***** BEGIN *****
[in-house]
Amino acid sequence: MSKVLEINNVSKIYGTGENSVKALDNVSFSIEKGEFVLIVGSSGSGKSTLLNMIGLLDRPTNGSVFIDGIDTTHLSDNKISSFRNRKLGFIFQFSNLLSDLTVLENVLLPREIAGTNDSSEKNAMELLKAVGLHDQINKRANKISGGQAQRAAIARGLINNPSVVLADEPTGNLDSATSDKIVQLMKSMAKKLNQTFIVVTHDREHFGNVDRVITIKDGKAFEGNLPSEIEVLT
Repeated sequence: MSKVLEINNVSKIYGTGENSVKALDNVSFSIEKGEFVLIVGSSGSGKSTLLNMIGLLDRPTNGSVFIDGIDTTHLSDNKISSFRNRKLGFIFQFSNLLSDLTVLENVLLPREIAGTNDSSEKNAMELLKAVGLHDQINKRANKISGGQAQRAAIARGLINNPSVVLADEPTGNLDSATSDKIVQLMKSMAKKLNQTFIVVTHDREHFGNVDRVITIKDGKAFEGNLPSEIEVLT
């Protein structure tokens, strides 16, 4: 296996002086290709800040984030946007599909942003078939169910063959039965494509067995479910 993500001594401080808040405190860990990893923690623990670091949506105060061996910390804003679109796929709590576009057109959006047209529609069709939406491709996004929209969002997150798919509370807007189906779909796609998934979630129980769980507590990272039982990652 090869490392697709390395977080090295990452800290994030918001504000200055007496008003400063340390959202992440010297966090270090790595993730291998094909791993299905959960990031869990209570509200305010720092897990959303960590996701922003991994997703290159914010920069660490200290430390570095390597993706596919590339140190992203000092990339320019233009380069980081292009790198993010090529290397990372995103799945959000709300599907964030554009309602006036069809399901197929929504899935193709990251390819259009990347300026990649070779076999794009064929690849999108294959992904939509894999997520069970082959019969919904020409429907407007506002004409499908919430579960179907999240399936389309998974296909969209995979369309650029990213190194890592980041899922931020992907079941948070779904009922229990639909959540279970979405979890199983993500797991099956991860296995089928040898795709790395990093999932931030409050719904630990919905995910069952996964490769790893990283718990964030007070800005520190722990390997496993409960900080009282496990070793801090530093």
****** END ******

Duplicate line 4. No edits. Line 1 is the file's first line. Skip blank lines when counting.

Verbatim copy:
């Protein structure tokens, strides 16, 4: 296996002086290709800040984030946007599909942003078939169910063959039965494509067995479910 993500001594401080808040405190860990990893923690623990670091949506105060061996910390804003679109796929709590576009057109959006047209529609069709939406491709996004929209969002997150798919509370807007189906779909796609998934979630129980769980507590990272039982990652 090869490392697709390395977080090295990452800290994030918001504000200055007496008003400063340390959202992440010297966090270090790595993730291998094909791993299905959960990031869990209570509200305010720092897990959303960590996701922003991994997703290159914010920069660490200290430390570095390597993706596919590339140190992203000092990339320019233009380069980081292009790198993010090529290397990372995103799945959000709300599907964030554009309602006036069809399901197929929504899935193709990251390819259009990347300026990649070779076999794009064929690849999108294959992904939509894999997520069970082959019969919904020409429907407007506002004409499908919430579960179907999240399936389309998974296909969209995979369309650029990213190194890592980041899922931020992907079941948070779904009922229990639909959540279970979405979890199983993500797991099956991860296995089928040898795709790395990093999932931030409050719904630990919905995910069952996964490769790893990283718990964030007070800005520190722990390997496993409960900080009282496990070793801090530093």